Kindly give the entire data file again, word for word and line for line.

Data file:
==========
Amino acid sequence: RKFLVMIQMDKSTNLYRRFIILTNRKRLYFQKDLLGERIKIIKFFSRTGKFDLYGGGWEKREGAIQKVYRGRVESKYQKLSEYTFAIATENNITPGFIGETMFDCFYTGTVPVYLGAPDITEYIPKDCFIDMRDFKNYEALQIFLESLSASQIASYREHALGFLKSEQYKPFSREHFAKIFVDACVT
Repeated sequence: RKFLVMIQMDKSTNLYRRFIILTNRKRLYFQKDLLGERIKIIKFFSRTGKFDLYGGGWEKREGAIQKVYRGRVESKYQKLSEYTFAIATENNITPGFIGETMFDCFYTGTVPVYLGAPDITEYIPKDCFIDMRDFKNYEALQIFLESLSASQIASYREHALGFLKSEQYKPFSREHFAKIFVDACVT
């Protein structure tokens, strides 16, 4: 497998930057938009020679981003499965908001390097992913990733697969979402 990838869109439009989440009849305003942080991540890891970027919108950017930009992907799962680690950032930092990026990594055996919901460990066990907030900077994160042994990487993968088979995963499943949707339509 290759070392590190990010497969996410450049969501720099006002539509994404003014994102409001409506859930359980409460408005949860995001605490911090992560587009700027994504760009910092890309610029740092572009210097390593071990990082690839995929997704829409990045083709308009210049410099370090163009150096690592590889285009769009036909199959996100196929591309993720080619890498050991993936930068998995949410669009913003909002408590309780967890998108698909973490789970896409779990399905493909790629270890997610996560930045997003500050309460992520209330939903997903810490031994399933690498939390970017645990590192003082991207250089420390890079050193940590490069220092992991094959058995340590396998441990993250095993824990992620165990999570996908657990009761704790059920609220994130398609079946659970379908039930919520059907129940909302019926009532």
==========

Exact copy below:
Amino acid sequence: RKFLVMIQMDKSTNLYRRFIILTNRKRLYFQKDLLGERIKIIKFFSRTGKFDLYGGGWEKREGAIQKVYRGRVESKYQKLSEYTFAIATENNITPGFIGETMFDCFYTGTVPVYLGAPDITEYIPKDCFIDMRDFKNYEALQIFLESLSASQIASYREHALGFLKSEQYKPFSREHFAKIFVDACVT
Repeated sequence: RKFLVMIQMDKSTNLYRRFIILTNRKRLYFQKDLLGERIKIIKFFSRTGKFDLYGGGWEKREGAIQKVYRGRVESKYQKLSEYTFAIATENNITPGFIGETMFDCFYTGTVPVYLGAPDITEYIPKDCFIDMRDFKNYEALQIFLESLSASQIASYREHALGFLKSEQYKPFSREHFAKIFVDACVT
């Protein structure tokens, strides 16, 4: 497998930057938009020679981003499965908001390097992913990733697969979402 990838869109439009989440009849305003942080991540890891970027919108950017930009992907799962680690950032930092990026990594055996919901460990066990907030900077994160042994990487993968088979995963499943949707339509 290759070392590190990010497969996410450049969501720099006002539509994404003014994102409001409506859930359980409460408005949860995001605490911090992560587009700027994504760009910092890309610029740092572009210097390593071990990082690839995929997704829409990045083709308009210049410099370090163009150096690592590889285009769009036909199959996100196929591309993720080619890498050991993936930068998995949410669009913003909002408590309780967890998108698909973490789970896409779990399905493909790629270890997610996560930045997003500050309460992520209330939903997903810490031994399933690498939390970017645990590192003082991207250089420390890079050193940590490069220092992991094959058995340590396998441990993250095993824990992620165990999570996908657990009761704790059920609220994130398609079946659970379908039930919520059907129940909302019926009532």